Mentoring has long been a business practice, but it didn’t have much of a role in education until states began allowing people to become certified through alternate routes rather than taking traditional education course in college. These new hires had limited knowledge of pedagogy and educational practices. To get them up to speed quickly, many states instituted mentorships whereby an experienced teacher would guide these newbies through the routines, paperwork, and assorted requirements.
While it’s nice for a school librarian to have a teacher mentor, it does not solve most of the challenges facing someone who is new or relatively new on the job. A teacher can show you the ropes as they apply to the building or district, but not the ones directly related to being librarian. Teachers don’t deal with budgets, purchase orders, people walking in and out of their rooms, a vague or non-existent curriculum, or administrators who don’t know what you are supposed to do other than teach.
In addition, as a librarian you deal with teacher demands, tech responsibilities, and the tech department for a host of issues ranging from updating your automation system and inputting new students and teachers into that system to loading any new databases. Where can you get help? Not from a teacher. You need a school librarian as your mentor.
You have a few options as to how to acquire a mentor. It might be simplest to find another librarian in your district and ask him or her to be your mentor. They are familiar with how the district operates, probably order from the same vendor that you will, and know the people and practices of your districts’ tech department.
Another way to acquire a mentor is to go to your state library association’s website and see if they have a mentor program. Many do and will find one for you, preferably located close to you geographically. My own state of New Jersey has a detailed mentorship program with explanations of the responsibilities of mentors and mentees, the reporting process, and more.
If that avenue is not available, go to you association’s online discussion board (also called listserv). Monitor it for a while to see who is most active and which contributors seem to be the most respected and well-versed in the latest practices in school librarianship. Email one of these librarians and ask him or her to be your mentor.
Those of you who are quite experienced and who are regarded as leaders in your state need to step up and become mentors. If you want school library programs to flourish, you are responsible to help all school librarians to be successful and to grow into being leaders. One of my favorite quotes is by Tom Peters who said, “Leaders don’t create followers, they create more leaders.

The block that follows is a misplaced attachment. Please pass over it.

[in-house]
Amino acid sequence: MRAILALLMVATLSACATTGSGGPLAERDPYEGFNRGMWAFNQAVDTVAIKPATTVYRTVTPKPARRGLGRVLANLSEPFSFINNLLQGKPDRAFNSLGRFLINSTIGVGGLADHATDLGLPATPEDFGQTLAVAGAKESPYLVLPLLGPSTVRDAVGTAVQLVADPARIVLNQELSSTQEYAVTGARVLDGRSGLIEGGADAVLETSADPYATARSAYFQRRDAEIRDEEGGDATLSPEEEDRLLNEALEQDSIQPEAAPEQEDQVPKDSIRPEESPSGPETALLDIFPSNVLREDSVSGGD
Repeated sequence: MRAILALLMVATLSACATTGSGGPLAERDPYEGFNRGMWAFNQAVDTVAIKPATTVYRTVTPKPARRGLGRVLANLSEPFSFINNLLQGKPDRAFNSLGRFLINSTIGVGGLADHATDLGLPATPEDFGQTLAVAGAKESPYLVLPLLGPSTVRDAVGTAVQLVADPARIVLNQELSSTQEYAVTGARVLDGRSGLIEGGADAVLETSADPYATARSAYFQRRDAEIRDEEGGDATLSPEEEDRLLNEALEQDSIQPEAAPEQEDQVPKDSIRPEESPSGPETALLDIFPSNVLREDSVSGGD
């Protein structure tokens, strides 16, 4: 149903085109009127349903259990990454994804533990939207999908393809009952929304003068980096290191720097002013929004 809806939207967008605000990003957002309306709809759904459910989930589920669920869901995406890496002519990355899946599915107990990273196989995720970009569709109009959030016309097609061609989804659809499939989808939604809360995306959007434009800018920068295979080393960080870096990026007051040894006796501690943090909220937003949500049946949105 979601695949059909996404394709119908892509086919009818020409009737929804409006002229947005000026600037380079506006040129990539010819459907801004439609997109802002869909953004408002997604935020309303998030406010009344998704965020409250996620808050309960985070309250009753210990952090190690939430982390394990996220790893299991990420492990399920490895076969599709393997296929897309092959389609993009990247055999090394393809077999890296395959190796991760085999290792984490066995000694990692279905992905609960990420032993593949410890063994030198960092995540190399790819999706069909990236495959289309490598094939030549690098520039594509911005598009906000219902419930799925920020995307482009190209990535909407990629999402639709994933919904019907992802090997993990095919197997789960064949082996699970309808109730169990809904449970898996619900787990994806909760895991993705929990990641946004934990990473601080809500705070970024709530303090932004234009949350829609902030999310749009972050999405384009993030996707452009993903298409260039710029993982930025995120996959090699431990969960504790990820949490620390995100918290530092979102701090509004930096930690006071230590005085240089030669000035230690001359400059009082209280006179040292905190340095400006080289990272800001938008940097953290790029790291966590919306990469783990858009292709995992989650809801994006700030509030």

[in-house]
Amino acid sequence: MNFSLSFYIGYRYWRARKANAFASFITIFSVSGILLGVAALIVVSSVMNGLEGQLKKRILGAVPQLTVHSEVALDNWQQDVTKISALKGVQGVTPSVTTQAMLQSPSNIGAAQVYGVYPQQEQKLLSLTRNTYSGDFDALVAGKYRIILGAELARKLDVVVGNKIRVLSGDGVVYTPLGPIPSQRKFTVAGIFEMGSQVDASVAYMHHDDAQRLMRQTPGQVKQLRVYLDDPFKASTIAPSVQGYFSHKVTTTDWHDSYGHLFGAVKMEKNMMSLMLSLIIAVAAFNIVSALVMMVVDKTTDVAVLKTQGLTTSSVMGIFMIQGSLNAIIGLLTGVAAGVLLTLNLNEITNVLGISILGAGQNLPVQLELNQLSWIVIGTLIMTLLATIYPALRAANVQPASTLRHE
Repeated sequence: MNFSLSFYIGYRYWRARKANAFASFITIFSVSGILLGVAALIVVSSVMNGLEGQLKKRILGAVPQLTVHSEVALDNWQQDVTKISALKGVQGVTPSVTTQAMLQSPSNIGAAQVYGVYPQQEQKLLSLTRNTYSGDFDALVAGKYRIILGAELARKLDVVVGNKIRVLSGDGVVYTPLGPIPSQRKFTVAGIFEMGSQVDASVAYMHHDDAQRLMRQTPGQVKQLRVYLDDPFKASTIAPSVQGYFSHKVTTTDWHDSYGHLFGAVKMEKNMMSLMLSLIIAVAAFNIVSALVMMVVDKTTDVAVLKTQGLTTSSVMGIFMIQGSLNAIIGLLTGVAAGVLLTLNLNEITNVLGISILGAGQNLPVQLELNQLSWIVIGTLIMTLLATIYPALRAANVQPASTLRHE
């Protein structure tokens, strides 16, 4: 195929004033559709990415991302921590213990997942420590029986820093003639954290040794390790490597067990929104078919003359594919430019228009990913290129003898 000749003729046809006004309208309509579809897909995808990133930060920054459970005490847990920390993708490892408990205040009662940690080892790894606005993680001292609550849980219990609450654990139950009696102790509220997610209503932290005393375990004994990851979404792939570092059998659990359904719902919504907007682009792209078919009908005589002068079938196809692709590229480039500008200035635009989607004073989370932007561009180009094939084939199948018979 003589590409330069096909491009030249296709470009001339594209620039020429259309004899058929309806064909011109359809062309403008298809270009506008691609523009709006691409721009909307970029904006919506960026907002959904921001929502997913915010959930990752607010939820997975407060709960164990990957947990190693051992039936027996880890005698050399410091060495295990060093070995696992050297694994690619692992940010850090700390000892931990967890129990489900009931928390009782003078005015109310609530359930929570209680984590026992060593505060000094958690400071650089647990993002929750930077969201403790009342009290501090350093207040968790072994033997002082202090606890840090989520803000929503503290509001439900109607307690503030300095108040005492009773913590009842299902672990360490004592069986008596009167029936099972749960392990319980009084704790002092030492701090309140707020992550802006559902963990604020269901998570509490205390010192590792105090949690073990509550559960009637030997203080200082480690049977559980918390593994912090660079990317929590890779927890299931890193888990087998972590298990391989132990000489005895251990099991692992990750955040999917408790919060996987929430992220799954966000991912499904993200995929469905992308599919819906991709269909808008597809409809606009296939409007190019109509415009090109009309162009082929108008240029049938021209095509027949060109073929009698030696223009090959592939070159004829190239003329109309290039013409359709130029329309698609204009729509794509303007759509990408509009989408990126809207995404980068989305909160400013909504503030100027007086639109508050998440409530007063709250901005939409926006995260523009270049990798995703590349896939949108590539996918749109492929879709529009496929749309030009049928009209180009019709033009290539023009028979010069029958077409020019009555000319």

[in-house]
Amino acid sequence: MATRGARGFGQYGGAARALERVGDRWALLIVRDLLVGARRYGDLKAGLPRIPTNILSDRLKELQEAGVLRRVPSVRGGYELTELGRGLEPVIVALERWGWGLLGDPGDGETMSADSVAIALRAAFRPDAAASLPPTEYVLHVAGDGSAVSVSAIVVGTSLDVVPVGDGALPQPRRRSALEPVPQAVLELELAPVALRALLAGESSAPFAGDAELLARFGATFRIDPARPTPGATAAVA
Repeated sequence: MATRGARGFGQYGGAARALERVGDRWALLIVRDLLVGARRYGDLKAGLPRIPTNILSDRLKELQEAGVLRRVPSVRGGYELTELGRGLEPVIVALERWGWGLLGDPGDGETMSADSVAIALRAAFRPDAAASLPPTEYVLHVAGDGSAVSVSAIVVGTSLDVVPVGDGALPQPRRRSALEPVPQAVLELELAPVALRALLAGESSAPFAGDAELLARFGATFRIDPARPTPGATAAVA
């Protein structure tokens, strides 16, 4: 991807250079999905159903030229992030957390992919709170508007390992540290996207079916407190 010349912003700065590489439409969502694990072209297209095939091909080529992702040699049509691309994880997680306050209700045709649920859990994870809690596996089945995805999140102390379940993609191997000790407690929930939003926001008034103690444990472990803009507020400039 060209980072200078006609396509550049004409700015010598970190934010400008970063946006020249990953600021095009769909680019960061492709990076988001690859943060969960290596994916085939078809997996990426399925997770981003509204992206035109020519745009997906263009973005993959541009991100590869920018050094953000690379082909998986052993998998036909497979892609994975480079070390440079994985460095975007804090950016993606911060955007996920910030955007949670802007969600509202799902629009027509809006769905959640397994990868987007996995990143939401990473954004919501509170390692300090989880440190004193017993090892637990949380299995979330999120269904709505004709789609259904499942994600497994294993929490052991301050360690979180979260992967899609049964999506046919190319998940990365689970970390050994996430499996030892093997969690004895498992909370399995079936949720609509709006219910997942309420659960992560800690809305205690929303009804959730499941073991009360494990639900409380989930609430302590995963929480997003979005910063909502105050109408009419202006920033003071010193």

Now that you accept your responsibility to become a mentor, you need to find mentees. If your state association doesn’t have a mentorship program, propose one. Use a national forum such as LM_NET or AASL_Forum to find out which states have a program and are willing to share it with you. No need to re-create the wheel.
In the meantime, check to see if your district has any new hires. Positions that once were eliminated are slowly (OK, very slowly) being restored in places. More often than in the recent past, when a librarian leaves or retires the position is not being eliminated, so districts are getting more new librarians. Reach out to these newbies and offer you services.
You can also go on you state association’s discussion board and suggest a core of volunteer mentors for new librarians, saying you would want to be one to help those starting out be successful. The simple act of putting yourself out there should bring both requests from those who recognize what a gift this is and volunteers who will join you in becoming mentors.
Both mentors and mentees have responsibilities in this relationship and it’s best if these are discussed clearly from the beginning. The mentee has the obligation of honoring the mentors’ time and using the communication channel the mentor prefers whether it’s phone, email, skype, or whatever seems best. Sometimes the mentor can come to the mentee’s school. Also determine the frequency of communications. It can be on an as-needed basis or there can be a regular schedule.
Additionally the mentee must be clear as to his/her needs. What specifically does the mentee want to know or learn? I have had mentees email me a copy of an evaluation they received, explained what happened, and asked for the best way to respond to it I have been asked to help craft a memo to a principal regarding a problem situation and do it in a way the librarian didn’t sound as though she was whining or complaining.
It is also a good idea for the mentee to keep track of the number and content of the communications. This serves as documentation of the mentees’ growth. If kept general enough, the mentee might be able to use it to show the principal what he/she learned.
The role of the mentor is more than simply being a coach. Yes, the mentor cheers on the mentee on those down days when all seems to be going wrong and points to places where the mentee has shown growth, but in addition they need to be good listeners and not rush in with answers and advice. They ask guiding questions, much the way we do with students. It’s important that the mentee learn to think through problems and situations on his/her own.
The mentor is also the mentee’s link to resources. This included reminding them of national association websites, informing them of tech resources and apps as well as connecting and introducing them to other leaders. Slowly the mentor guides the mentee not only to be confident and successful on the job, but more importantly, the mentor helps the mentee on the path to leadership.
Do you have a mentor or have you had one? What did you learn? Have you ever been a mentor? What did you learn and gain from it?
BONUS!! Download your free Mentor-Mentee contract here!